The Canadian Taxpayers Federation (CTF) wants to remind British Columbians that things will get more expensive starting April 1.

Details On Tax Payers Increases

They point out that significant increases will be noticed at BC Hydro and BC Ferries.

“The nickel and diming of B.C. government increases continues, and cash-strapped taxpayers are the ones being treated as April fools,” said Jordan Bateman, the provinces director for the CTF.

“Tomorrow, it’s hydro, liquor and ferries. Next month, it’s property taxes and likely ICBC. In January, it was CPP, EI and MSP. It never ends for taxpayers.”

They say residents will feel the pinch for the following items:

  • BC Hydro will raise electricity rates six per cent – approximately $72 for the average home.
  • BC Ferries is raising fares 2.9 per cent, meaning a family of four will spend $8.10 more on a return trip.
  • The BC Government is raising liquor prices $1 to $6, depending on the product.
  • Several cities are still working on their 2015 budgets, but a few have already announced property tax hikes for this year, including $63 for the average Vancouver home; $162 for the average Surrey home, and $60 for the average Kelowna home. City taxes are due before July 2nd.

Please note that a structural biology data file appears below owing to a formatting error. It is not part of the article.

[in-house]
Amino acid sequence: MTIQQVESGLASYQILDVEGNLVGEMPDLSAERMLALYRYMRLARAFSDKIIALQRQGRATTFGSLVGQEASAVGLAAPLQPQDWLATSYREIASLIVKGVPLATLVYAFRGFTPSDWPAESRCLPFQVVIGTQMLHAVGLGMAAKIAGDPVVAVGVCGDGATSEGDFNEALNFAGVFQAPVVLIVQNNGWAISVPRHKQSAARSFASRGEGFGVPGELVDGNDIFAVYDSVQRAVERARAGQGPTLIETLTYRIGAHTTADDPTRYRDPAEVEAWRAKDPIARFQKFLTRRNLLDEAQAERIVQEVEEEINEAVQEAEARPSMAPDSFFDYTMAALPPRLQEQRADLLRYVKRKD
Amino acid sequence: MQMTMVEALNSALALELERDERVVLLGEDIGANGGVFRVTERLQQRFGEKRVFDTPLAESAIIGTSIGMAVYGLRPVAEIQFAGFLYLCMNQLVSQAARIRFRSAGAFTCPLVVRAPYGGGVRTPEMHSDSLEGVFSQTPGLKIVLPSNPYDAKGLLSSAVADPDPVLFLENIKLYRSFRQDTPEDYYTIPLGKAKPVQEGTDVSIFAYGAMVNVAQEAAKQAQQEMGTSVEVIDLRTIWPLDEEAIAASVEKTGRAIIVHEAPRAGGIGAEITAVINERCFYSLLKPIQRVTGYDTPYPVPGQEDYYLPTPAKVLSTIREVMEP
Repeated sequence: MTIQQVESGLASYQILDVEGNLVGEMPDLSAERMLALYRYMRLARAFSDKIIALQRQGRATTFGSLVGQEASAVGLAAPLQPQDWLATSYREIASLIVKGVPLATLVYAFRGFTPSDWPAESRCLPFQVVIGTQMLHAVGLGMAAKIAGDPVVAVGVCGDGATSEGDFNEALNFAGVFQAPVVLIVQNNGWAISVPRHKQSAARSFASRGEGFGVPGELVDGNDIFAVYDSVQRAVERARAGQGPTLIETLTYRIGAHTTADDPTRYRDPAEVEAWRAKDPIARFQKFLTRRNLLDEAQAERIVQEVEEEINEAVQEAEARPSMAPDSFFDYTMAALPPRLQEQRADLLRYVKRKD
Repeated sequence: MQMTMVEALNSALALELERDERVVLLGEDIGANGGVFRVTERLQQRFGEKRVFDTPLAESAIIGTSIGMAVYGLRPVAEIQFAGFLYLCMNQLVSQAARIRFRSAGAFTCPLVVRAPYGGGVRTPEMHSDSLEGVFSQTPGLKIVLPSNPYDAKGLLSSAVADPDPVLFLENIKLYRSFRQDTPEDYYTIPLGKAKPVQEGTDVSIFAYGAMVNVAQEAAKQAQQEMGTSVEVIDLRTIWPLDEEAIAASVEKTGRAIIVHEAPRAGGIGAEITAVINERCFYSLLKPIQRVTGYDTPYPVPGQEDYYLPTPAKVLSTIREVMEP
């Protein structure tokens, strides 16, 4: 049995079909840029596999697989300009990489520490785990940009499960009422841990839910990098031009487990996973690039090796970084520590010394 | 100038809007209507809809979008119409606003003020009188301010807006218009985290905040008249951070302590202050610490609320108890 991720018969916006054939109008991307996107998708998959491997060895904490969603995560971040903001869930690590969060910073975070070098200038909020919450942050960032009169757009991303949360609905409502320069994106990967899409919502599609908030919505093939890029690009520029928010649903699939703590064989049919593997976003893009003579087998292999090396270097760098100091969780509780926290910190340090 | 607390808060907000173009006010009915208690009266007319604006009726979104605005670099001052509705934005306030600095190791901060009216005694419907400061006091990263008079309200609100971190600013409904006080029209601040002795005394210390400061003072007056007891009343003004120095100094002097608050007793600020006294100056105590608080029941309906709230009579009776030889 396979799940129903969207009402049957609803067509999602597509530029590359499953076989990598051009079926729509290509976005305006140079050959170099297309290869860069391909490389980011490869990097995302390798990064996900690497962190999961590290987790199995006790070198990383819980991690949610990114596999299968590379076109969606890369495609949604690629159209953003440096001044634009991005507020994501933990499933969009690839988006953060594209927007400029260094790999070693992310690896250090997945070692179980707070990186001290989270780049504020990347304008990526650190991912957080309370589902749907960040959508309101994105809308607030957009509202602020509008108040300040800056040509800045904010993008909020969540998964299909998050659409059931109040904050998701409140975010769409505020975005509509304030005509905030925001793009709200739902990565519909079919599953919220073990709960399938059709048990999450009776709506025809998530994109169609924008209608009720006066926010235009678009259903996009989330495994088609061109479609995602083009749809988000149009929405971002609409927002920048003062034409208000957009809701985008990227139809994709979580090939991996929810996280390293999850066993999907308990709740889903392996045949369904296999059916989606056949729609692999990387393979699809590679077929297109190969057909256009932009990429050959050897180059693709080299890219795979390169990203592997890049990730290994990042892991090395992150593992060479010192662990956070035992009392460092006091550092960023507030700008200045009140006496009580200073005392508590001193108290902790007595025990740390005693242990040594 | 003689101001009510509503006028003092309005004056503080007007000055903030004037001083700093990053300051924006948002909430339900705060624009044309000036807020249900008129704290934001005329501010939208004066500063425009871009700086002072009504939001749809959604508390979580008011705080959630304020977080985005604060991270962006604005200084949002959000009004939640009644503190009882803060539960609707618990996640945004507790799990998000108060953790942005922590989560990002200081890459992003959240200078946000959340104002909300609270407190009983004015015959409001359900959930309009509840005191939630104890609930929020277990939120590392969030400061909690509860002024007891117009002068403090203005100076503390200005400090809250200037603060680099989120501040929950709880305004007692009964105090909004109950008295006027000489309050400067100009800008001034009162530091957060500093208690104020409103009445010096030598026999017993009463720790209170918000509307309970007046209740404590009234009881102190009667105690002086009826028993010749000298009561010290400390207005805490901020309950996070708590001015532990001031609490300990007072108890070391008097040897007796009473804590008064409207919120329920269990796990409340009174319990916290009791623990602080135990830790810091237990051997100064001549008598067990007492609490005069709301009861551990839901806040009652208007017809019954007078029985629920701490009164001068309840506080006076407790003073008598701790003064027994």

It could get worse for taxpayers. ICBC is in the final stages of seeking BC Utilities Commission approval for a proposed $36 increase on basic auto insurance rates.

These increases come after two January 1st tax hikes:

  • The Medical Services Premium tax, which went up $66 for families of three or more; $60 for couples; and $33 for individuals.
  • EI and CPP taxes went up $23.

In the Lower Mainland, voters are casting ballots on a new 0.5% TransLink sales tax, which would increase costs by $258 on the average household. Results are expected in early summer.

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Aaron Moss

Aaron Moss

CENTURY 21 Assurance Realty Ltd.
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